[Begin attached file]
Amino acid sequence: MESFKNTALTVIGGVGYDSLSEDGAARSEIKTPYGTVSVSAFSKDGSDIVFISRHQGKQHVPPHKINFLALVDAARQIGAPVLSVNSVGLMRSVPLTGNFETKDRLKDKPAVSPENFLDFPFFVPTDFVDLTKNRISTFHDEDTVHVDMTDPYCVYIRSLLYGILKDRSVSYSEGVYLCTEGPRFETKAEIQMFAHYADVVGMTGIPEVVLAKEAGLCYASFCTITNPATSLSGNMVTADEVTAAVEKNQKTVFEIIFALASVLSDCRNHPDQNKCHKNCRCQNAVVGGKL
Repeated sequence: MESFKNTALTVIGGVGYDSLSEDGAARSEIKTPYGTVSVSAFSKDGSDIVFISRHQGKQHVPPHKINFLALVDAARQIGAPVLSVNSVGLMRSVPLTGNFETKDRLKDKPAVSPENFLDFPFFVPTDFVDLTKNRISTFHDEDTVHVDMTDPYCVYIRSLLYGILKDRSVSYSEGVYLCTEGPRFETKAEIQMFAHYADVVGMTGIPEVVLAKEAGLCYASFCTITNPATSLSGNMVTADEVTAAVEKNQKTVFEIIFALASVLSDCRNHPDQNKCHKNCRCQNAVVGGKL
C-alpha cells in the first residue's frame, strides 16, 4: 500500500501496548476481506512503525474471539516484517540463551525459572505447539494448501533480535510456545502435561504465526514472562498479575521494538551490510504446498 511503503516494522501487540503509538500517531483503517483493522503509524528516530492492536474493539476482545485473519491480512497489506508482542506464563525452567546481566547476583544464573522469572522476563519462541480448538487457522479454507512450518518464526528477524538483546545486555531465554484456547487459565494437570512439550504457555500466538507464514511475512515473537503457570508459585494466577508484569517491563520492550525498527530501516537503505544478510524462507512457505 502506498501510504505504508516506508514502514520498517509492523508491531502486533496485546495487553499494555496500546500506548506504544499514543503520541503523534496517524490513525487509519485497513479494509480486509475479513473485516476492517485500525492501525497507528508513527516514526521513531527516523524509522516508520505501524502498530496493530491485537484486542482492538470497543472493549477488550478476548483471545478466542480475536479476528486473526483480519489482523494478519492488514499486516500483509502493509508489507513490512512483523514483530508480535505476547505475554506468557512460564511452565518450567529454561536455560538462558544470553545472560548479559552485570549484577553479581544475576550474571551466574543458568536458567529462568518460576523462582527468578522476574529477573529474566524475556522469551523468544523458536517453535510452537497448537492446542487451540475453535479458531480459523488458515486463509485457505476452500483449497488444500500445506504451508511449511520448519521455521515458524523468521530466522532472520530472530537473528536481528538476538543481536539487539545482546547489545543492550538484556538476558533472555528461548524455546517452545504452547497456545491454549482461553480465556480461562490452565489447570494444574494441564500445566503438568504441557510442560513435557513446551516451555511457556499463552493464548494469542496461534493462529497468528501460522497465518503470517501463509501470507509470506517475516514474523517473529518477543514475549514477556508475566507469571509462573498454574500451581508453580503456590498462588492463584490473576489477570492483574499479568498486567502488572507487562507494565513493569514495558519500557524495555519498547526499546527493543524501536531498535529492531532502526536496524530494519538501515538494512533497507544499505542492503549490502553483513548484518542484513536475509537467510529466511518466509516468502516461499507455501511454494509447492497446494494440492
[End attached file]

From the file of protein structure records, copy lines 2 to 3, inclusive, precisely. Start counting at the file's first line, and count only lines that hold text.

Repeated sequence: MESFKNTALTVIGGVGYDSLSEDGAARSEIKTPYGTVSVSAFSKDGSDIVFISRHQGKQHVPPHKINFLALVDAARQIGAPVLSVNSVGLMRSVPLTGNFETKDRLKDKPAVSPENFLDFPFFVPTDFVDLTKNRISTFHDEDTVHVDMTDPYCVYIRSLLYGILKDRSVSYSEGVYLCTEGPRFETKAEIQMFAHYADVVGMTGIPEVVLAKEAGLCYASFCTITNPATSLSGNMVTADEVTAAVEKNQKTVFEIIFALASVLSDCRNHPDQNKCHKNCRCQNAVVGGKL
C-alpha cells in the first residue's frame, strides 16, 4: 500500500501496548476481506512503525474471539516484517540463551525459572505447539494448501533480535510456545502435561504465526514472562498479575521494538551490510504446498 511503503516494522501487540503509538500517531483503517483493522503509524528516530492492536474493539476482545485473519491480512497489506508482542506464563525452567546481566547476583544464573522469572522476563519462541480448538487457522479454507512450518518464526528477524538483546545486555531465554484456547487459565494437570512439550504457555500466538507464514511475512515473537503457570508459585494466577508484569517491563520492550525498527530501516537503505544478510524462507512457505 502506498501510504505504508516506508514502514520498517509492523508491531502486533496485546495487553499494555496500546500506548506504544499514543503520541503523534496517524490513525487509519485497513479494509480486509475479513473485516476492517485500525492501525497507528508513527516514526521513531527516523524509522516508520505501524502498530496493530491485537484486542482492538470497543472493549477488550478476548483471545478466542480475536479476528486473526483480519489482523494478519492488514499486516500483509502493509508489507513490512512483523514483530508480535505476547505475554506468557512460564511452565518450567529454561536455560538462558544470553545472560548479559552485570549484577553479581544475576550474571551466574543458568536458567529462568518460576523462582527468578522476574529477573529474566524475556522469551523468544523458536517453535510452537497448537492446542487451540475453535479458531480459523488458515486463509485457505476452500483449497488444500500445506504451508511449511520448519521455521515458524523468521530466522532472520530472530537473528536481528538476538543481536539487539545482546547489545543492550538484556538476558533472555528461548524455546517452545504452547497456545491454549482461553480465556480461562490452565489447570494444574494441564500445566503438568504441557510442560513435557513446551516451555511457556499463552493464548494469542496461534493462529497468528501460522497465518503470517501463509501470507509470506517475516514474523517473529518477543514475549514477556508475566507469571509462573498454574500451581508453580503456590498462588492463584490473576489477570492483574499479568498486567502488572507487562507494565513493569514495558519500557524495555519498547526499546527493543524501536531498535529492531532502526536496524530494519538501515538494512533497507544499505542492503549490502553483513548484518542484513536475509537467510529466511518466509516468502516461499507455501511454494509447492497446494494440492